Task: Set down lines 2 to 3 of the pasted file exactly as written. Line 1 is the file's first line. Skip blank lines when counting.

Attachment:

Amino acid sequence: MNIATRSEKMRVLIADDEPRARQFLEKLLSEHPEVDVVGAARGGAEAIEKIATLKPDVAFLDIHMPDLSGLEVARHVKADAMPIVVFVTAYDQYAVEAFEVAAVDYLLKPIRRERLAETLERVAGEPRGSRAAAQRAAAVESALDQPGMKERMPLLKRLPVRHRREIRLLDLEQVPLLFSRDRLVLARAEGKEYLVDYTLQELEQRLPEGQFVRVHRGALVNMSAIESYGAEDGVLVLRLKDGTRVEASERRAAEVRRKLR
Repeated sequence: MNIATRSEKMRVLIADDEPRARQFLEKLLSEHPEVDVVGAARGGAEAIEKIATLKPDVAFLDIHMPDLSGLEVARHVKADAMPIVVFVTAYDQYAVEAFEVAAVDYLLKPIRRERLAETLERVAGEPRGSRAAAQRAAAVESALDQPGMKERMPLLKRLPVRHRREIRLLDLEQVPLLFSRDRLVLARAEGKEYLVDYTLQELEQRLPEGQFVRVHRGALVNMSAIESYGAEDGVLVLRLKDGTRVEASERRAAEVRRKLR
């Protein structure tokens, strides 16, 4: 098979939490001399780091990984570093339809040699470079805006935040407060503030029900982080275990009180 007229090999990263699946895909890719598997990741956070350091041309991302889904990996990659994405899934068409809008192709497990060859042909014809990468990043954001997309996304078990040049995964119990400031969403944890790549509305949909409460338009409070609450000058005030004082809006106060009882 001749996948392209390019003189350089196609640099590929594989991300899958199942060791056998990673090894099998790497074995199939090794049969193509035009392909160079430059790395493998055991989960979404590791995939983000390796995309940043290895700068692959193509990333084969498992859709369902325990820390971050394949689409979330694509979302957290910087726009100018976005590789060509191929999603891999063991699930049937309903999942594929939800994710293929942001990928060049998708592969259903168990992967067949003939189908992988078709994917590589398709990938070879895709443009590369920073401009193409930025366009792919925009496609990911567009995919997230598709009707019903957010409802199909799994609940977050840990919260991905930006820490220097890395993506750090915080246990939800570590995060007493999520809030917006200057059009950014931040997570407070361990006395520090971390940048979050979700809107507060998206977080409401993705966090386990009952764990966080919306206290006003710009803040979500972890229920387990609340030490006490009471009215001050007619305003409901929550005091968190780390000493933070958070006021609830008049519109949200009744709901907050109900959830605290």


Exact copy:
Repeated sequence: MNIATRSEKMRVLIADDEPRARQFLEKLLSEHPEVDVVGAARGGAEAIEKIATLKPDVAFLDIHMPDLSGLEVARHVKADAMPIVVFVTAYDQYAVEAFEVAAVDYLLKPIRRERLAETLERVAGEPRGSRAAAQRAAAVESALDQPGMKERMPLLKRLPVRHRREIRLLDLEQVPLLFSRDRLVLARAEGKEYLVDYTLQELEQRLPEGQFVRVHRGALVNMSAIESYGAEDGVLVLRLKDGTRVEASERRAAEVRRKLR
């Protein structure tokens, strides 16, 4: 098979939490001399780091990984570093339809040699470079805006935040407060503030029900982080275990009180 007229090999990263699946895909890719598997990741956070350091041309991302889904990996990659994405899934068409809008192709497990060859042909014809990468990043954001997309996304078990040049995964119990400031969403944890790549509305949909409460338009409070609450000058005030004082809006106060009882 001749996948392209390019003189350089196609640099590929594989991300899958199942060791056998990673090894099998790497074995199939090794049969193509035009392909160079430059790395493998055991989960979404590791995939983000390796995309940043290895700068692959193509990333084969498992859709369902325990820390971050394949689409979330694509979302957290910087726009100018976005590789060509191929999603891999063991699930049937309903999942594929939800994710293929942001990928060049998708592969259903168990992967067949003939189908992988078709994917590589398709990938070879895709443009590369920073401009193409930025366009792919925009496609990911567009995919997230598709009707019903957010409802199909799994609940977050840990919260991905930006820490220097890395993506750090915080246990939800570590995060007493999520809030917006200057059009950014931040997570407070361990006395520090971390940048979050979700809107507060998206977080409401993705966090386990009952764990966080919306206290006003710009803040979500972890229920387990609340030490006490009471009215001050007619305003409901929550005091968190780390000493933070958070006021609830008049519109949200009744709901907050109900959830605290």